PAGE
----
Now What? Testing a Watchband for DNA

Now What? Testing a Watchband for DNA

Can you run a DNA test from a deceased person's watchband? Expert answers for your genealogical questions.

Q: My father passed away years ago. Can I do a DNA test for him with his watchband?
 
A: We turned to the experts at Family Tree DNA <www.familytreedna.com> for an answer.
According to company vice president Max Blankfeld, the likelihood of obtaining good Y-DNA from an old watchband for genealogical analysis is low, especially if the person died quite a while ago and any sweat on the band has dried up. A forensics lab could try to extract the DNA, but the cost would end up being very high, with no guaranteed results. Moreover, if other people ever touched that watchband, before or after the person died, any DNA that’s retrieved might not be from your father. “The bottom line is that we don’t recommend using the watchband,” Blankfeld says.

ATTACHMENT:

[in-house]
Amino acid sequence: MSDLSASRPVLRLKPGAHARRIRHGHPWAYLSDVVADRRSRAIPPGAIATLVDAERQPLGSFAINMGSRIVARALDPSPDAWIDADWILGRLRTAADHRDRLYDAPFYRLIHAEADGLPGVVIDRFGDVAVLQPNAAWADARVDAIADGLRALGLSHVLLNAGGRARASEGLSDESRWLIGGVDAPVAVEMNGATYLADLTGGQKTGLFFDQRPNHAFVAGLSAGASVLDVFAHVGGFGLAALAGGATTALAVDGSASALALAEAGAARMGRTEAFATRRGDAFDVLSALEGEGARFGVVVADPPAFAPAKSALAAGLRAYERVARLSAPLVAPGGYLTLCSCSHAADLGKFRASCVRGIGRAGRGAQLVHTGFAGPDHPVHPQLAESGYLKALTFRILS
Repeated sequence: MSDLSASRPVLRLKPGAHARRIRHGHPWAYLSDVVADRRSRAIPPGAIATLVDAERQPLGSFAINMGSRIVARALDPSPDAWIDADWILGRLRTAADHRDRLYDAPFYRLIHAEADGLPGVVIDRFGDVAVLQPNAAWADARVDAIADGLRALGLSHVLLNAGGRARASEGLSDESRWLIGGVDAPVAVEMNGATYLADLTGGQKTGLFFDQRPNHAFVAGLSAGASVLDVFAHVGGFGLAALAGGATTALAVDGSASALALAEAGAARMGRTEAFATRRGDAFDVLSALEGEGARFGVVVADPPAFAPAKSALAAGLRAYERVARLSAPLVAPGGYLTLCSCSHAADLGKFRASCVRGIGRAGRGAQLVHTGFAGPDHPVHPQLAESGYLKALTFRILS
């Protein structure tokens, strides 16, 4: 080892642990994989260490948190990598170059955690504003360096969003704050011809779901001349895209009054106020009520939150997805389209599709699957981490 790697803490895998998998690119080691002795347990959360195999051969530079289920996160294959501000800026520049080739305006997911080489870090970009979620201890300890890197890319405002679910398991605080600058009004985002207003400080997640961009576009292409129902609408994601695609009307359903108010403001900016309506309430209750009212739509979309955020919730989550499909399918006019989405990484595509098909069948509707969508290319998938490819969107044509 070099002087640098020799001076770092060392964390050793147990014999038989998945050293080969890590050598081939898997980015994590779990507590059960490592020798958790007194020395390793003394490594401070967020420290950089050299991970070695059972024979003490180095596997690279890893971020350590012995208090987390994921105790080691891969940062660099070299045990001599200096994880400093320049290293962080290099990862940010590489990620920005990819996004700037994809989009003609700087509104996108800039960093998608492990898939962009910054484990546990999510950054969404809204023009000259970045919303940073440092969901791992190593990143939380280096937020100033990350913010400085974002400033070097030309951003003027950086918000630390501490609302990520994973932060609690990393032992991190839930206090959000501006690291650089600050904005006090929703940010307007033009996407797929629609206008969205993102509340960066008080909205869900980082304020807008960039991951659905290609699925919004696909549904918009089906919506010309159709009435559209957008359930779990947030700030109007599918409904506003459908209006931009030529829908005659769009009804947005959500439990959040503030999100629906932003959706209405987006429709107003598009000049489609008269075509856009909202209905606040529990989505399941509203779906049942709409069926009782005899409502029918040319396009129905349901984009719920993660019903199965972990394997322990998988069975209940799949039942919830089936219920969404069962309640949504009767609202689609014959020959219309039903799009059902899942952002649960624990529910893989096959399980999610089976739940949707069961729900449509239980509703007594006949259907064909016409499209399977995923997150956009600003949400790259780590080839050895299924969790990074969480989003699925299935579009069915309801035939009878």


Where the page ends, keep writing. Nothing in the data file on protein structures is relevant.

But don’t give up hope just yet. Did your father have a brother? A nephew? Cousins with the same surname? Testing one of these people would be a better option. If you have no living male relatives from that line, a toothbrush, electric shaver or hearing aid would be a better bet than a watchband. (Of course, any such object should be handled only wearing gloves to reduce the risk of contamination.) There would be a charge for forensic extraction (Family Tree DNA’s fee is $250), in addition to the cost of a Y-DNA test (starting at $169).
 

 
 

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